Pick a decade from your life, and Kawasaki probably has a Vulcan 1500 to take you back to it.

The original big Vulcan, the 1500 Vulcan 88, was a bike of the 1980s. The hulking, liquid-cooled, 50-degree engine was mated to four speeds, shaft drive and unmistakably Japanese-cruiser styling -- clearly a product of the era when Japanese firms were making their first forays into V cruisers.

With its wide, comfortable style and Americanized proportions, the Vulcan 1500 Classic had the look of a top-shelf bike from the 1950s. The Nomad (not included in this comparison) added bags and a windshield to evoke the 1960s, when Americans were falling in love with the open road.

The new Vulcan 1500 Drifter is drawn in the luxurious, streamlined style of the 1940s, highlighted by its deep fenders with their French-curve lines.

However, although the styling seems to be regressing to even earlier eras, the technology has been evolving steadily. The same basic, liquid-cooled, 1470cc engine -- which features a chain-driven overhead camshaft atop each cylinder's four hydraulically adjusted valves -- powers all three of the models tested here but each one is unique. When this engine was rolled out in 1987 to power the Vulcan 88 (or 1500A) it had two 36mm carbs and 9.0:1 compression. With two carbs, both exhaust pipes protruded from the fronts of their cylinders, and somewhat awkward oval airboxes hung toward the front of the engine. The rest of the Vulcan 88 styling was a little bit lumpy also, no matter which of the two versions you looked at. Although the 88SE version was eventually discontinued, the original Vulcan sold well enough for Kawasaki to keep it in production all these years.

The Classic was rolled out for 1996. The same basic engine with its single-pin crankshaft and vibration-canceling counterbalancer was employed, but it had been reconfigured with a single 40mm carb, lower (8.55:1) compression, milder cams and an exhaust system that exited the front of the front cylinder and the rear of the rear cylinder. The pipes were one component in the Classic's cleaner, longer, lower, wider style that made it an instant hit. The Classic started out with four speeds but a five-speed was introduced for 1998. The chassis was completely different than the Vulcan 88's, and it was a huge leap forward for the designers. Fat fork legs, wide wire wheels, tank-top instruments, floorboards, broad fenders with pretty curves and classic American proportions all helped to make the 1500 Classic an immediate success.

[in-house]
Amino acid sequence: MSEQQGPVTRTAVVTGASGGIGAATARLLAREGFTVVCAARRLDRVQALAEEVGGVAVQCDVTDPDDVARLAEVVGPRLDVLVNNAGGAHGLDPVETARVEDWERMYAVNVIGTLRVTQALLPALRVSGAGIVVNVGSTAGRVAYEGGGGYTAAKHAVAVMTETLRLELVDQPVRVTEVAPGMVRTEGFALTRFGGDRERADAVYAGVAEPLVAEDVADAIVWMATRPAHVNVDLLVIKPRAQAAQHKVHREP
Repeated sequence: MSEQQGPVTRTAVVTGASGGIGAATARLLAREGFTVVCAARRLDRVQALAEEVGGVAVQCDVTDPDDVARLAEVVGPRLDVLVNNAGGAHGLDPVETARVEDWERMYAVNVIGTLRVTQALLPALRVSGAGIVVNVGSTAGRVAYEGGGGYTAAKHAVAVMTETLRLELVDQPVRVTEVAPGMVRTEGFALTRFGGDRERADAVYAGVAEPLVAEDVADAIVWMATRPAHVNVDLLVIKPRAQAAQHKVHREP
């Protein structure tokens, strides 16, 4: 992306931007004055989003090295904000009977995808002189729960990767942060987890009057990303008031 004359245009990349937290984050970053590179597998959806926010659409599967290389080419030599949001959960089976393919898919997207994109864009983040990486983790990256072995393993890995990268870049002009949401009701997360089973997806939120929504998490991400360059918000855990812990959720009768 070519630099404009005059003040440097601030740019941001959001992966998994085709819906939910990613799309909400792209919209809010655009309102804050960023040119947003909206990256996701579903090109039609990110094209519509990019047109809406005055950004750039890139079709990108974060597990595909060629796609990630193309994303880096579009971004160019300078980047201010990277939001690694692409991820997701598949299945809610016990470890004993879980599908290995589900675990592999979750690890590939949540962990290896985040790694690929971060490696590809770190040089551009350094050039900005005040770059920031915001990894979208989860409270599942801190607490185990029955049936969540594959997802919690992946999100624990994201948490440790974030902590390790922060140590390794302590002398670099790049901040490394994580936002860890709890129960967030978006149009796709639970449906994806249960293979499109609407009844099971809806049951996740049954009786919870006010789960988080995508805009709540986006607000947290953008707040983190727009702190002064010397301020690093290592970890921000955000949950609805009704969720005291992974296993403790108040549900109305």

The new limited-production Drifter hit showrooms in March with a fresh take on traditional, American styling. The Drifter's frame is similar to the Classic's but with a stiffer front section derived from the Nomad. The fenders, which some identify with flagship Indian models of the 1940s, are its most apparent cosmetic feature. To maintain the profile of those hardtail bikes, the fender mounts to the swingarm where it can hug the tire. Many of the components that would be chrome on the Classic are blacked-out on the Drifter. It has a smaller-diameter multireflector headlight, black air shocks (with adjustable damping) and a fishtail muffler capping the 2-into-1 exhaust system. (The muffler design permits owners to change the tip.) The dual saddle is cantilevered to imitate the sprung solo saddles of big midcentury motorcycles (solo saddles are optional).Although the rest of the bike is retro, the engine takes a step toward the future with fuel injection. The fuel-injector body replaces the Classic's single carb and feeds the cylinders through two 36mm throats. The engineers also bumped the compression back up to 9.0:1 and used the hotter cam timing of the original Vulcan 88. First-year buyers will be sent a boxed kit which includes a top handlebar clamp with their name and the bike's serial number engraved into it, an owner's certificate, a key fob and a video. We can hardly wait to see what Kawasaki has in store for the 1970s.